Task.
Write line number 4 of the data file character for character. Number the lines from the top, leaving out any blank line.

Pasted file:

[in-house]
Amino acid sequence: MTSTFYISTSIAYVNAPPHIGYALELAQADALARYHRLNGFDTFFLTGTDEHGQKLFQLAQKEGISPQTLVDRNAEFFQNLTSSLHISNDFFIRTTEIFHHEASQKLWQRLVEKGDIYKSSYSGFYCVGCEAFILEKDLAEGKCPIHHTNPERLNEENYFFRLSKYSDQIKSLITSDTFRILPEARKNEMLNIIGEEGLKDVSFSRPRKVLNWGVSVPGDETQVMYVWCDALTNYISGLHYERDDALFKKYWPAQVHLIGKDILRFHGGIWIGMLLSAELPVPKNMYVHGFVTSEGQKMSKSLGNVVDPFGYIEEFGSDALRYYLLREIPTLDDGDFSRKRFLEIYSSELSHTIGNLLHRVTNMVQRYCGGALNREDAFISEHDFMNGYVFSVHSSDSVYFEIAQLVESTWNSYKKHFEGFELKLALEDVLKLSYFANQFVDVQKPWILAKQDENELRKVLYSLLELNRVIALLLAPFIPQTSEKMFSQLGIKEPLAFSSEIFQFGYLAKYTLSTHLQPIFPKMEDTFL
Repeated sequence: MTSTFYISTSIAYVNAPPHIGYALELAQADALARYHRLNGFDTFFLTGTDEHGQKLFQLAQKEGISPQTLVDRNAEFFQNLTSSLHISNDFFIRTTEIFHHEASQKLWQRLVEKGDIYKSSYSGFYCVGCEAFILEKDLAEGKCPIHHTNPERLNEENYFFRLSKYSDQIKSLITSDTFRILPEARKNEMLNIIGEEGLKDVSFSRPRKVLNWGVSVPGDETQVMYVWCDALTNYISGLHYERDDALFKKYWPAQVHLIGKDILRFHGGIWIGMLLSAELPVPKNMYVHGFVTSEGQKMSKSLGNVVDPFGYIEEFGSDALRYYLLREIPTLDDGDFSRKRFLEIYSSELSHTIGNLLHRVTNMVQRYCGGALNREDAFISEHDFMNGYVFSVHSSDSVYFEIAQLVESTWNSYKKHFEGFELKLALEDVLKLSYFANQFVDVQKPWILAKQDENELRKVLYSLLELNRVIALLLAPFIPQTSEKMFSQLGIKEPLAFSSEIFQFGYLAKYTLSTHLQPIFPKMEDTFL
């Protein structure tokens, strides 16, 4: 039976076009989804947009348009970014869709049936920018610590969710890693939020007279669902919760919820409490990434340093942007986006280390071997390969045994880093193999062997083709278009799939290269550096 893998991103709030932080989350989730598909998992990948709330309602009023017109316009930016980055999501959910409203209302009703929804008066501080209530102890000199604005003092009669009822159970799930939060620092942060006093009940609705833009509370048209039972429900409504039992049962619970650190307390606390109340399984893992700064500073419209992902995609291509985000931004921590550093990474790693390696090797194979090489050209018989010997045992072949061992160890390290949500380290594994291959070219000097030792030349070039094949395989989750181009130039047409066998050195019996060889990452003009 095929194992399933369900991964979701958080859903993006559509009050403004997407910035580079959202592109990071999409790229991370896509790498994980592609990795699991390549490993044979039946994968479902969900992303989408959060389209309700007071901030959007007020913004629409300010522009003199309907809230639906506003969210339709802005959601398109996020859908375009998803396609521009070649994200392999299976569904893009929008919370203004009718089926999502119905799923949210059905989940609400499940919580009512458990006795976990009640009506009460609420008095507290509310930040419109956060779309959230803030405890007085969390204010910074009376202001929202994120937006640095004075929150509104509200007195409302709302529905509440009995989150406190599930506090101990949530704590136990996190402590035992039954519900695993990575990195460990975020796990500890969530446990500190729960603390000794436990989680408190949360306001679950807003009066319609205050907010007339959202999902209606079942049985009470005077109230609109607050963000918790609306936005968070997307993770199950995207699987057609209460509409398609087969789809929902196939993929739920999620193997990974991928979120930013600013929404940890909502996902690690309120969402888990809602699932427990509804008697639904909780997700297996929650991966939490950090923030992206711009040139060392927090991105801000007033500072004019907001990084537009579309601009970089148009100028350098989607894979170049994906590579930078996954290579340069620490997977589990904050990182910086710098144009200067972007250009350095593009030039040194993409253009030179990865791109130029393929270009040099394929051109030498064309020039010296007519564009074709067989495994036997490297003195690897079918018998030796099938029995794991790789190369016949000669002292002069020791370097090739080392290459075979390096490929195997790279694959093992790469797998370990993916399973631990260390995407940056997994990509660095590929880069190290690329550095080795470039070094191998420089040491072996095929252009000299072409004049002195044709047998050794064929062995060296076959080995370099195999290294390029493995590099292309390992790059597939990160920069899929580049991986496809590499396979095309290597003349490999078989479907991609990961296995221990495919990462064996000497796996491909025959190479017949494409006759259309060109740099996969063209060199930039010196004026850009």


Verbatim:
């Protein structure tokens, strides 16, 4: 039976076009989804947009348009970014869709049936920018610590969710890693939020007279669902919760919820409490990434340093942007986006280390071997390969045994880093193999062997083709278009799939290269550096 893998991103709030932080989350989730598909998992990948709330309602009023017109316009930016980055999501959910409203209302009703929804008066501080209530102890000199604005003092009669009822159970799930939060620092942060006093009940609705833009509370048209039972429900409504039992049962619970650190307390606390109340399984893992700064500073419209992902995609291509985000931004921590550093990474790693390696090797194979090489050209018989010997045992072949061992160890390290949500380290594994291959070219000097030792030349070039094949395989989750181009130039047409066998050195019996060889990452003009 095929194992399933369900991964979701958080859903993006559509009050403004997407910035580079959202592109990071999409790229991370896509790498994980592609990795699991390549490993044979039946994968479902969900992303989408959060389209309700007071901030959007007020913004629409300010522009003199309907809230639906506003969210339709802005959601398109996020859908375009998803396609521009070649994200392999299976569904893009929008919370203004009718089926999502119905799923949210059905989940609400499940919580009512458990006795976990009640009506009460609420008095507290509310930040419109956060779309959230803030405890007085969390204010910074009376202001929202994120937006640095004075929150509104509200007195409302709302529905509440009995989150406190599930506090101990949530704590136990996190402590035992039954519900695993990575990195460990975020796990500890969530446990500190729960603390000794436990989680408190949360306001679950807003009066319609205050907010007339959202999902209606079942049985009470005077109230609109607050963000918790609306936005968070997307993770199950995207699987057609209460509409398609087969789809929902196939993929739920999620193997990974991928979120930013600013929404940890909502996902690690309120969402888990809602699932427990509804008697639904909780997700297996929650991966939490950090923030992206711009040139060392927090991105801000007033500072004019907001990084537009579309601009970089148009100028350098989607894979170049994906590579930078996954290579340069620490997977589990904050990182910086710098144009200067972007250009350095593009030039040194993409253009030179990865791109130029393929270009040099394929051109030498064309020039010296007519564009074709067989495994036997490297003195690897079918018998030796099938029995794991790789190369016949000669002292002069020791370097090739080392290459075979390096490929195997790279694959093992790469797998370990993916399973631990260390995407940056997994990509660095590929880069190290690329550095080795470039070094191998420089040491072996095929252009000299072409004049002195044709047998050794064929062995060296076959080995370099195999290294390029493995590099292309390992790059597939990160920069899929580049991986496809590499396979095309290597003349490999078989479907991609990961296995221990495919990462064996000497796996491909025959190479017949494409006759259309060109740099996969063209060199930039010196004026850009």